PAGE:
How the idea come in my mind to share eucharist outside in a nonconfined space with the homeless I cannot exactly recall. I spoke with the local Riviera Beach police, representatives of the mayor’s office, and the Priest in Charge, Rev. MacManus. Everyone agreed that we could do it at Phil Foster Park on the Intercostal Waterway one day during a weekday.

Once a week at about eleven in the morning about ten to fifteen homeless mostly men would meet with me at a picnic table. We would read the scripture together and then have discussion about the readings. Many of my new found friends remembered going to church as children. They related to Jesus as someone who wandered like them trying to live day to day. Sometimes the discussions would go on for an hour or two while we shared soft drinks and chicken after the eucharist. I saw them as friends who have chosen to live in a different way. It was not my duty to criticize or belittle them. They were children of God’s making and in that way no different then me.

Those times were some of the most spiritual I have ever shared. Often they shared insightful experiences of spirituality. They did not worry about tomorrow and did not seek to have many possessions. This reminded me of Matthew 6:26 which says, “Look at the birds of the air, for they neither sow nor reap nor gather into barns; yet your heavenly Father feeds them”. Then continues, “Are you not of more value than they? Which of you by worrying can add one cubit to his stature?”, Jesus teaches us that gathering possessions and material wealth is not important. This rang true for my friends.

I am not idealizing their chosen of way of living but on the other hand I do wonder if those of us living “conventional lives” are too dependent on our material wealth and too sure we can control our destiny. Many of us fall into a pattern of what is called “the illusion of continuity” where we think can control everything that happens to us. Can we learn something about trusting God to care for us from the homeless?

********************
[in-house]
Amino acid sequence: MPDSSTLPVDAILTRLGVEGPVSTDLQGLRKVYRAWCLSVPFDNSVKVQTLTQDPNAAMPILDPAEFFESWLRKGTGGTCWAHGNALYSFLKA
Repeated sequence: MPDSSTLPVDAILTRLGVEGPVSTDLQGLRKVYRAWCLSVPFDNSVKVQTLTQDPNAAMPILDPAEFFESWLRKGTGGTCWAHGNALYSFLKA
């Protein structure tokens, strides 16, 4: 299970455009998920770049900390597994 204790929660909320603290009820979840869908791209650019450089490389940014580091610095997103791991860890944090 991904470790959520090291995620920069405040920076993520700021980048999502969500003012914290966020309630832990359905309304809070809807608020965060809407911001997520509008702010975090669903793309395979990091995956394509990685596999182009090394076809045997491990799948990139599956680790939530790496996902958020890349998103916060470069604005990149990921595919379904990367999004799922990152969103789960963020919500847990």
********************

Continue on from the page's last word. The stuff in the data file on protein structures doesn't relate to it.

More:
Unfortunately our weekly times together came to an end when I decided to answer another call to start a medical ministry in Ethiopia.

Professor Tony Magana

Dr. Tony Magana is Professor Emeritus in Neurosurgery who spent many years doing international teaching and research including 10 years in Ethiopia. Over the past 15 years he concomitantly intensified his Christian faith through study and worship through the Episcopal Church. He grew up in the Rio Grande Valley of South Texas. Attended Texas A&M University, Harvard Medical School, and trained at the University of Miami. Additionally he took the University of South Education for Ministry as well as attending the Southeast Florida Episcopal Diocesan School for Christian Studies.
Professor Tony Magana, a seasoned neurosurgeon, has not only dedicated his life to medical practice but also embarked on a profound spiritual journey. Over the past 15 years, he has deepened his Christian faith through study and worship within the Episcopal Church. His experiences span international teaching, research, and a decade of service in Ethiopia
Dr. Tony Magana’s writings blend faith, compassion, and wisdom, inviting readers to explore the intersection of spirituality and the human experience. His journey serves as an inspiration for those seeking deeper connections with faith and humanity.